Contemporary Military Archaelogy, Landscapes, Research, Outreach & Blogging



General blog about being an archaeology PhD student; this may involve cross-posting with the Research, Fieldwork or Outreach tabs as appropriate. It’s all about interdisciplinarity…

Conference Recap – Modern Conflict Archaeology (Bristol)

I’ve attended the MCA conference in Bristol almost every year since arriving in the UK in 2010, and this year I finally managed to present a paper.

I keep turning up due to the depth and variety of the presentations which look at unexpected facets of the archaeology of modern conflict. Presentations from other disciplines are often included. Looking at modern conflict through the lens of other academic disciplines helps me to clarify what I can do with archaeology and also what I should strive for in terms of creative approaches to the material culture and its cultural context.

The abstracts and speaker information are available on the MCA 2016 website; several attendees (myself included) also had a go at live-tweeting the talks (which is much harder than it looks, considering that people just kept on sayng really interesting things!). So, I shan’t summarise what has already been made available online but will just share a few thoughts.

The not-immediately-archaeological talks were the ones which stayed with me the most, for the new perspectives they offered on material culture, commemoration, materiality, the imagination.I’ll only comment on two here due to time restrictions (I have a chapter to write, after all).

Stephen Hurst’s talk on the use of “armoured virgins” in recruiting and memorial imagery in the early 20th century was fascinating and his choice to use only his sketches of the monuments rather than photographs has stayed with me. I’ve been seeing armoured virgins everywhere since – I hadn’t realised how common they were in the landscape where I live. He paraphrased Ruskin, how drawing is a way of seeing; it’s the same for landscape archaeologists planning a monument in order to understand its development. I spoke a little with Stephen and Sylvie (his wife) during lunch and he told me he started out doing sketches in the armed forces (a career which, apparently, didn’t long survive the invention of the long-range sniper rifle); I learned later that he is a renowned artist and sculptor.

Bea Crayford’s presentation on the short stories of Elizabeth Bowen, and how the author used story elements originating from Gothic fiction to describe the blasted interiors of domestic spaces shattered by bombing during London’s Blitz, was an evocative look at a genre of fiction I never knew existed. I’d never considered looking at fiction as an angle into historical archaeology but of course even if the author takes liberties with the facts they may more accurately express the emotional impact of an event than the most accurate list of details. I think I’ll look up more of Bowen’s work, when I have the time.

Although I’ve attended several MCA conferences already, this was my first as a student. I hope my own presentation was of interest to the group – I tend to be the odd one out in terms of conference presentation topics due to working on an active training landscape using an archaeological resource management approach. At lunch I was happy to meet several archaeologists working in that very field, including some people whose books I had gone over several times in my literature review. I was happily chatting away before remembering to ask their name, then I confess I got a bit star struck… (Clearly, I need to pay more attention to author photographs).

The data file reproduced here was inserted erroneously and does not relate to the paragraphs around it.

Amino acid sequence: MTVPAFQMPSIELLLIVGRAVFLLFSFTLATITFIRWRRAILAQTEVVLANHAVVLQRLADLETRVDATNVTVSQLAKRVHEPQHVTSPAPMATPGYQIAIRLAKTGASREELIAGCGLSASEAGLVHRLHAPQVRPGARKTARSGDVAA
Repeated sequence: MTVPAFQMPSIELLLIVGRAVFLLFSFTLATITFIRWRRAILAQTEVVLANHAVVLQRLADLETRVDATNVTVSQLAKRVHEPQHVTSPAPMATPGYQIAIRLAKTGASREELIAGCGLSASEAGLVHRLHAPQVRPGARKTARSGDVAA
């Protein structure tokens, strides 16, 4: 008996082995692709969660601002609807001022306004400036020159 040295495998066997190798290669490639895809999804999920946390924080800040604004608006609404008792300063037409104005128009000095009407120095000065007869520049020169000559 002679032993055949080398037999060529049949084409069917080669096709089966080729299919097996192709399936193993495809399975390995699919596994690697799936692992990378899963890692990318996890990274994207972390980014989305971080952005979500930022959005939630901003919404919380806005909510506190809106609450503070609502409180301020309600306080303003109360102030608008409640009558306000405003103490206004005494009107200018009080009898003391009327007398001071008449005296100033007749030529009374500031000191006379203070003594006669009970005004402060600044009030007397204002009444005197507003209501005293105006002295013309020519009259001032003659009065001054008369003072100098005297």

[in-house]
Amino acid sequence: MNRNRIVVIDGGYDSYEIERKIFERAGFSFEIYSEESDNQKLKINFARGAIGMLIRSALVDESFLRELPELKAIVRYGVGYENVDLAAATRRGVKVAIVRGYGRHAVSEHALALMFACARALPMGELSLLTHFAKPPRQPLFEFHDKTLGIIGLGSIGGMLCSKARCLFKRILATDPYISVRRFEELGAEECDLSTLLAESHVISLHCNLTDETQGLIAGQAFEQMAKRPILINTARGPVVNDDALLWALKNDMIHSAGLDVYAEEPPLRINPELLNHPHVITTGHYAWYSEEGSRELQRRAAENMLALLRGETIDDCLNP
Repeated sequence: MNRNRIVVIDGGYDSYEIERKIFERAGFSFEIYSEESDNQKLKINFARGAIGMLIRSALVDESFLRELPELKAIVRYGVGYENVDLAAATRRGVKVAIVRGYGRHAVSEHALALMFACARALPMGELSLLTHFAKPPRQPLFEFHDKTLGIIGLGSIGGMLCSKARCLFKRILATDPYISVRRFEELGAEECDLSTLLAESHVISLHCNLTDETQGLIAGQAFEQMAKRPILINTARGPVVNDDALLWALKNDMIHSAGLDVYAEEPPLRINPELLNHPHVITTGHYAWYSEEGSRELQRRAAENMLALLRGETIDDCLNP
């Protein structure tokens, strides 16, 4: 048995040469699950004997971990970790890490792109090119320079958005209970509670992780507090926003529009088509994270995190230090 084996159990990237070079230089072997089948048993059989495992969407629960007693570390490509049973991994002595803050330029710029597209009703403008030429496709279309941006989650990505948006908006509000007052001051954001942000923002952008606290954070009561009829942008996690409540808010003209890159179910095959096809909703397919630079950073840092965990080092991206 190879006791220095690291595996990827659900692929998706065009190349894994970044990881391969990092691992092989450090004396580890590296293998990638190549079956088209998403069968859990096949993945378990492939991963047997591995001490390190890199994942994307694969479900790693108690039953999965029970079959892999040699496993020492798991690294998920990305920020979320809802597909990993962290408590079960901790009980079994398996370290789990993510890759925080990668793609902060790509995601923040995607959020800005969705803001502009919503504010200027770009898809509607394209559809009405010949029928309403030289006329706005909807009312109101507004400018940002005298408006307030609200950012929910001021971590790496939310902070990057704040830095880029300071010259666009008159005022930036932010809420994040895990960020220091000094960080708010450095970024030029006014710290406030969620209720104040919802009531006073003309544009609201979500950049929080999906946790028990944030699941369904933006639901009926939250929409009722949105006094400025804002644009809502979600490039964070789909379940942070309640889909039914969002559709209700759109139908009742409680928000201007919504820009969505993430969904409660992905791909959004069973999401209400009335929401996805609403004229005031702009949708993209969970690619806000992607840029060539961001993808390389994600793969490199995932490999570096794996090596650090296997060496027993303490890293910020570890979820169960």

Anyway – that’s my blogging time limit done! To sum up, I’ll say that the MCA was another excellent conference with a good cross-section of the great variety of work being done in modern conflict archaeology today. There are several projects I intend to keep an eye on, because they’re just so darn cool (battlefield tour reports! Spanish civil war trenches! Post-soviet monument reuse!), and I really enjoyed the chance to meet fellow students and other archaeologists. See you again next year, MCA.








Getting focussed – 3 busy months ahead

In three months, near enough, I’ll have come to the end of YEAR 2 of my PhD. By that point I aim to have completed my data collection and analysis and given myself a good foundation to start writing in earnest (and hopefully a bit of wriggle room for some extra fieldwork, as I always want to do more!).

So it’s all about focus. Here’s an interesting bookmark that came up just now, as I was trying to get back into another website (thanks, Firefox).

I don’t know if I can ever fully give up multi-tasking but I need to limit it to particular tasks. I’ve noticed since I started doing more work online (e.g. in Google Docs) it’s a lot easier to go down the internet rabbit-hole, and I miss the flow I’d get from working in a word processor with no tempting tabs in the corner of my vision.

Anyway, that’s enough distraction! Back to my word document now… šŸ™‚

Re-inspired! #CHAT2016 and #MCA2016

So I got back from the CHAT 2016 conference in Orkney last night (a nice LONG drive back down to Yorkshire!) and realised it’s been a couple of months since I updated this blog regularly.

I wish there was some way I could do a PhD by portfolio – a portfolio of conference papers and practical reports, as they’re the way I seem to think the best. It’s really helpful for me to render ideas down into 15-20 minute presentations and then thoughtful questions from other conference attendees help to put things in a new light for me.